A team of researchers has created a model of the Japanese market that looks at the world’s top 10 Japanese car brands from the 1970s through the present.
They’ve done this by building a detailed model of all the Japanese car models sold from the mid-1970s through today.
The results are pretty fascinating, as the researchers found that Japanese models, including luxury and mid-priced cars, accounted for more than half of all new car sales worldwide between 1970 and 2012.
But what if you were to go back to the 1950s and look at the first 10 years of the brand’s history, and just look at what cars they sold?
According to the team, Japanese cars sold more than 70 million vehicles between 1950 and 2006.
“This is the most comprehensive and detailed dataset to date on the history of the Japan luxury brand,” the team wrote in their paper.
And that’s really the key takeaway from this study, the team said.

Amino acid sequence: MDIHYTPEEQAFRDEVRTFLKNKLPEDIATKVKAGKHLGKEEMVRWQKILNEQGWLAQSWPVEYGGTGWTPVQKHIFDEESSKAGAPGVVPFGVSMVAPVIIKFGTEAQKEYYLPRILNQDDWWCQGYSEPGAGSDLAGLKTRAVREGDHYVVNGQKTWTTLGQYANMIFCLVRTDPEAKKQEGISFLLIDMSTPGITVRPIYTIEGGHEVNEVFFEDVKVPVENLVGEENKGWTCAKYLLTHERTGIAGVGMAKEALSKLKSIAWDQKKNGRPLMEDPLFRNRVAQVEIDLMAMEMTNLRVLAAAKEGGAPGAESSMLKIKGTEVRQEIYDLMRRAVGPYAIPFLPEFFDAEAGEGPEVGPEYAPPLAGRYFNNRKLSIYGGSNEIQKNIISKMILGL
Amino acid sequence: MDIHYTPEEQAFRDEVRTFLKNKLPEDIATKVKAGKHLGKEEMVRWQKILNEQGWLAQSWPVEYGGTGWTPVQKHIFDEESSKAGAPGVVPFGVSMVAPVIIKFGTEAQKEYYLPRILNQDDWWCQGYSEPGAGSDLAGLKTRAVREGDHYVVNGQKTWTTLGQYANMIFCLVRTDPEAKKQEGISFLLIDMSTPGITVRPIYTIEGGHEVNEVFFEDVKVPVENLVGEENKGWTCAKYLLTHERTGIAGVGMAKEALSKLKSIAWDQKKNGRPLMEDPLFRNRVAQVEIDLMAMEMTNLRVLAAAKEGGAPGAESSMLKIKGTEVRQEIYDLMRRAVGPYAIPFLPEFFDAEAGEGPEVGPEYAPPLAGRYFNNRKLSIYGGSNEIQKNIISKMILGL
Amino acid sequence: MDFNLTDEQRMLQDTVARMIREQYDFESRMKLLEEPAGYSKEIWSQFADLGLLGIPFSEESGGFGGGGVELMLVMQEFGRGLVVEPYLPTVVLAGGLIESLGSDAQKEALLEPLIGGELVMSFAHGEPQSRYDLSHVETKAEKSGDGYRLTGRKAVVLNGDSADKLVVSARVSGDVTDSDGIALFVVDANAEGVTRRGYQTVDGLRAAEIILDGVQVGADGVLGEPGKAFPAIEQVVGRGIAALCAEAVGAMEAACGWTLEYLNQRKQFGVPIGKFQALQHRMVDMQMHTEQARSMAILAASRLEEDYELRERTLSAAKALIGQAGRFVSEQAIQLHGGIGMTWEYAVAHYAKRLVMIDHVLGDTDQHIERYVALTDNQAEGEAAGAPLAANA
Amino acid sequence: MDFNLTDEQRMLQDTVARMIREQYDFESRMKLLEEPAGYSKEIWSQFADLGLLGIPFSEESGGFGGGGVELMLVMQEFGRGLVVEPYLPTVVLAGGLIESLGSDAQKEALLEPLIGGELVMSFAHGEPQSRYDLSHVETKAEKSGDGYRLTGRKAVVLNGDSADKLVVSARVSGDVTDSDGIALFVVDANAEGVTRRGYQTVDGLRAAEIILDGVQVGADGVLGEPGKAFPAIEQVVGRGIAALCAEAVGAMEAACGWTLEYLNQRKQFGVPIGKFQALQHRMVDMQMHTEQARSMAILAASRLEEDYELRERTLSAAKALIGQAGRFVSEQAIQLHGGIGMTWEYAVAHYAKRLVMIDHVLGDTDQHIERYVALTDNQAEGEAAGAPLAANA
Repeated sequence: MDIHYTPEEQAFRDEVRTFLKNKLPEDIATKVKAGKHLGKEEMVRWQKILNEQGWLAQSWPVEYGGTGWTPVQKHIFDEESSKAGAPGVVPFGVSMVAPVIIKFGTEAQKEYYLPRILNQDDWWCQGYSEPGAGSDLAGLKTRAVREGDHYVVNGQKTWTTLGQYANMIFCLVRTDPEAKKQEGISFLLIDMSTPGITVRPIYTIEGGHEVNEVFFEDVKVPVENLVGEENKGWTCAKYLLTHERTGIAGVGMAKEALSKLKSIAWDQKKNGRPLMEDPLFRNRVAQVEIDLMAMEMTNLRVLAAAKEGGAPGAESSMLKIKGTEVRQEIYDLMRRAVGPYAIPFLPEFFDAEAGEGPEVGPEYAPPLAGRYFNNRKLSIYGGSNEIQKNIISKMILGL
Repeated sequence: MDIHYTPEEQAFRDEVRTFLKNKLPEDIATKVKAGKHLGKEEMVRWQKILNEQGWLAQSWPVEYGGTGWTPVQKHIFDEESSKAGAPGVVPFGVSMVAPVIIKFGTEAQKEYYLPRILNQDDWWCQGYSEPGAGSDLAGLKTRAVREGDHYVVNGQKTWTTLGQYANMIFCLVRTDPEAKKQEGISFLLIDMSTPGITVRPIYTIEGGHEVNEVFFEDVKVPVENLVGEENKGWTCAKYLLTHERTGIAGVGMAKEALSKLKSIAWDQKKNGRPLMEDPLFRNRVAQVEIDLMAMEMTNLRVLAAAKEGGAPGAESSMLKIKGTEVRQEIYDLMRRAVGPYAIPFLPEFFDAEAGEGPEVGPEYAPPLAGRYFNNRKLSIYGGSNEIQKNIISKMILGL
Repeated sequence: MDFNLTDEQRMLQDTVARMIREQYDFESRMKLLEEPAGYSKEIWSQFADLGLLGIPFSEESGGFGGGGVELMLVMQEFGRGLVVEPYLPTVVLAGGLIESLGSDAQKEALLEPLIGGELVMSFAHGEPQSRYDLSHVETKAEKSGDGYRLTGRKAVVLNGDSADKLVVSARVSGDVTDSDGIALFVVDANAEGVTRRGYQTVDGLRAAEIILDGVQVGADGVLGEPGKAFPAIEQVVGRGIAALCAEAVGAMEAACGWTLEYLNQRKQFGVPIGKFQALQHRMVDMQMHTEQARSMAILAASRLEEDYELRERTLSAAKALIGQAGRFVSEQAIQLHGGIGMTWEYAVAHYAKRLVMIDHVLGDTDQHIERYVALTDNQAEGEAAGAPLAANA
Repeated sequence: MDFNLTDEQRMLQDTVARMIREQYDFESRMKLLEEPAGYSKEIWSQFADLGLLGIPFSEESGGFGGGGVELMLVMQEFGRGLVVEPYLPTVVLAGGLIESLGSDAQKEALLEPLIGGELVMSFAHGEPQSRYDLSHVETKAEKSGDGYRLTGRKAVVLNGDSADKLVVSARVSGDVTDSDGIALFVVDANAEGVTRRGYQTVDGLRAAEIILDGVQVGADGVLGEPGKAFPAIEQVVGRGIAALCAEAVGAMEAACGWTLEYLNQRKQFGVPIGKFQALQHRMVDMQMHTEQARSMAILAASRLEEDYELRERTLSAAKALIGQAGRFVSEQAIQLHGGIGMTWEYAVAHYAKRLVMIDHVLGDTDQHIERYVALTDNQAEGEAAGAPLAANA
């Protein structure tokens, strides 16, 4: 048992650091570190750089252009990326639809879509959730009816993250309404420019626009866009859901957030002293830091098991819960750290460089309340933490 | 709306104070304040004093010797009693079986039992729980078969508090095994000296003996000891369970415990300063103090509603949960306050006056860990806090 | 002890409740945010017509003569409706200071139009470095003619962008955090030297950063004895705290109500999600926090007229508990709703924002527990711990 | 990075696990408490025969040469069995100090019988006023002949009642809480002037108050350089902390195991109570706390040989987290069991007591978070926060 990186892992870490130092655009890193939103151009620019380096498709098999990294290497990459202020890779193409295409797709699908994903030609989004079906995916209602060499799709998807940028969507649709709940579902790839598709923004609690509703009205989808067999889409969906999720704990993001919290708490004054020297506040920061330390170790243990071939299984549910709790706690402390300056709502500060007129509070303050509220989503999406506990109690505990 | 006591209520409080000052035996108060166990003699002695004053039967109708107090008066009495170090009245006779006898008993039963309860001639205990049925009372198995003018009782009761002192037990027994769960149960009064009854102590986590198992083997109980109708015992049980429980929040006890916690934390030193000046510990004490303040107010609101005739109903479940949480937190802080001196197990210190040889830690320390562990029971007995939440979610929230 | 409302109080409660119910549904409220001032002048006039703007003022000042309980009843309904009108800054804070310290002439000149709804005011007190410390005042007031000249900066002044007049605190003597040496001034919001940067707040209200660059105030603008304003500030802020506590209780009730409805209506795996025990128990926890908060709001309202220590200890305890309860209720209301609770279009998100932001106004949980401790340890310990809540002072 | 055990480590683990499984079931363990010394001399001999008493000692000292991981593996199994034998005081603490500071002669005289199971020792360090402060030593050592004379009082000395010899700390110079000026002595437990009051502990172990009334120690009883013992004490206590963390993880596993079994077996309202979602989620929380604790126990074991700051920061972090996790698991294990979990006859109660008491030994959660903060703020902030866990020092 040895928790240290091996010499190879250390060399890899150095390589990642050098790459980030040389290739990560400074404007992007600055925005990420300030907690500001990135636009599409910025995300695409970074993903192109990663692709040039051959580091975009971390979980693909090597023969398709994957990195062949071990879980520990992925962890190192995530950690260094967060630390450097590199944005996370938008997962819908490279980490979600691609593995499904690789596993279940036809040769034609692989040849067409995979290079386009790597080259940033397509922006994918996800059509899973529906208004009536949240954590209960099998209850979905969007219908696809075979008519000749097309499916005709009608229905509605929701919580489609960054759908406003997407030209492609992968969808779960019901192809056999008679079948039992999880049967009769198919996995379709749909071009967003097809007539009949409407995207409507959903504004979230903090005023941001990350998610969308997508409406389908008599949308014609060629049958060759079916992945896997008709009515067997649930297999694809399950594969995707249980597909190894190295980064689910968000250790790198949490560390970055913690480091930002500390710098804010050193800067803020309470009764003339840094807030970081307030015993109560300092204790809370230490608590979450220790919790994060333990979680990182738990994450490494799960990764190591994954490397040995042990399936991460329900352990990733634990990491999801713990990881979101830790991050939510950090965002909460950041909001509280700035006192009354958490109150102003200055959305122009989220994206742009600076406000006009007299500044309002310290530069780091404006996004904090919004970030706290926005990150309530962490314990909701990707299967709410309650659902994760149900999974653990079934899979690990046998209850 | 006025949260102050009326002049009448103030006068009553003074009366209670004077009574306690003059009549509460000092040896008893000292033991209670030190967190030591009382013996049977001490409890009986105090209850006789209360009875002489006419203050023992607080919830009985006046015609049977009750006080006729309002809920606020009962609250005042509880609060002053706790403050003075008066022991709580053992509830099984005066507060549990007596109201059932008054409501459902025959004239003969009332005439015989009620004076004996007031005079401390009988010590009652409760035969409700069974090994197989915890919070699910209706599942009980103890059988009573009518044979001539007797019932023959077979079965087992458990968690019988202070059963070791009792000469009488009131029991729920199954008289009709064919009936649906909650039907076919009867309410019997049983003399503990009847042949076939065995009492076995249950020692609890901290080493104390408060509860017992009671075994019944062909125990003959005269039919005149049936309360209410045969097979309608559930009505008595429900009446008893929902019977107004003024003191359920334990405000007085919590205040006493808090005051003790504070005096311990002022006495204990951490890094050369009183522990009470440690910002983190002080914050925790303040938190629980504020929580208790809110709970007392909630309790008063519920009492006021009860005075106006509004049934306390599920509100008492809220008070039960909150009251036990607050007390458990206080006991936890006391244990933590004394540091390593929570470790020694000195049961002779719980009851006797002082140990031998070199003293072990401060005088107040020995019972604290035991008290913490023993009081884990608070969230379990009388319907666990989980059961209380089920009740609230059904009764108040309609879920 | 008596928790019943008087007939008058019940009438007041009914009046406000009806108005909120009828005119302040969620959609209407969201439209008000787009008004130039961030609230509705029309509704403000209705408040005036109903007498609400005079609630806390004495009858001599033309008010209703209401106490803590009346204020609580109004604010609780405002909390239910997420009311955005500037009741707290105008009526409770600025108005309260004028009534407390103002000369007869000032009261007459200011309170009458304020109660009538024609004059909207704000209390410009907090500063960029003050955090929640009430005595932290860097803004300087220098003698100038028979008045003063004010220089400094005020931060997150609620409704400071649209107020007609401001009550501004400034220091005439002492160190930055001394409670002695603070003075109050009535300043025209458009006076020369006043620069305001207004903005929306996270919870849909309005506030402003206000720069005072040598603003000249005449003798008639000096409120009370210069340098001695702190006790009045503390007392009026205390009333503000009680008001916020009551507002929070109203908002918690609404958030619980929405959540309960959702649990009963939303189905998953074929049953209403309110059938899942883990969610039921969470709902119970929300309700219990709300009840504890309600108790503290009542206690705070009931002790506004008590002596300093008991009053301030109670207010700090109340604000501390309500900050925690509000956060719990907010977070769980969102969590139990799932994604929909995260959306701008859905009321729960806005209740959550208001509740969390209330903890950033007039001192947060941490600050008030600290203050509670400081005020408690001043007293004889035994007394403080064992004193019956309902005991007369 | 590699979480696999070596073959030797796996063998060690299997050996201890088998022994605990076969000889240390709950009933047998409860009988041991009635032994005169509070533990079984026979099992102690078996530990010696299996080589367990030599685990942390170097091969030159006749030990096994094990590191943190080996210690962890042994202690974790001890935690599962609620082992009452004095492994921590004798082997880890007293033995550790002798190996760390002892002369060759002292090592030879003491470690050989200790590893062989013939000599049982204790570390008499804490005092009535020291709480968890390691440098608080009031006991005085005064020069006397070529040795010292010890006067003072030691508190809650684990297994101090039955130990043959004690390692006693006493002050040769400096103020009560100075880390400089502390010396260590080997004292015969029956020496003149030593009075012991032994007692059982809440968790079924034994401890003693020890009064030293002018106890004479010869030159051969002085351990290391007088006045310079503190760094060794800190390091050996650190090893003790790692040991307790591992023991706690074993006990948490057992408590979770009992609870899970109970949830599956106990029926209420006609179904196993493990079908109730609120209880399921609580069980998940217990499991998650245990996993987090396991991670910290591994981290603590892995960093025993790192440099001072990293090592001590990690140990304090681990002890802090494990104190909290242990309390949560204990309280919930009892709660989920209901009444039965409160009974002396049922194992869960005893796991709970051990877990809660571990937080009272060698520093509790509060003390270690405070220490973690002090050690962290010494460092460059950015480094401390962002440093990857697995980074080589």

The study showed that the majority of cars sold in Japan between the late 1970s and mid 1990s were not designed for the mass market, but were designed to appeal to a certain niche group.
That niche group was the high-end luxury and super luxury market, and the model was developed to help identify those cars and make them more appealing to these customers.
“In order to create a successful Japanese luxury brand, you need to appeal across the entire luxury segment,” the researchers wrote.
In other words, you don’t just need to make some cars for the ultra-rich, you also need to have models that appeal to everyone else.
The researchers also said the data shows that there’s a distinct advantage to being able to design and market cars specifically for the Japanese luxury market.
“We find that this model can help the luxury market to better identify luxury brands, and we believe it can help to increase the demand for these luxury brands,” the paper said.
For example, the models the researchers looked at were designed for different regions of the world, which means the models may not be perfect for the global market, like they are in the United States.
The models used in this study also were not built in Japan, so they weren’t as high-quality as some luxury brands.
Still, the researchers concluded that the data showed that luxury is a “key niche” in Japan.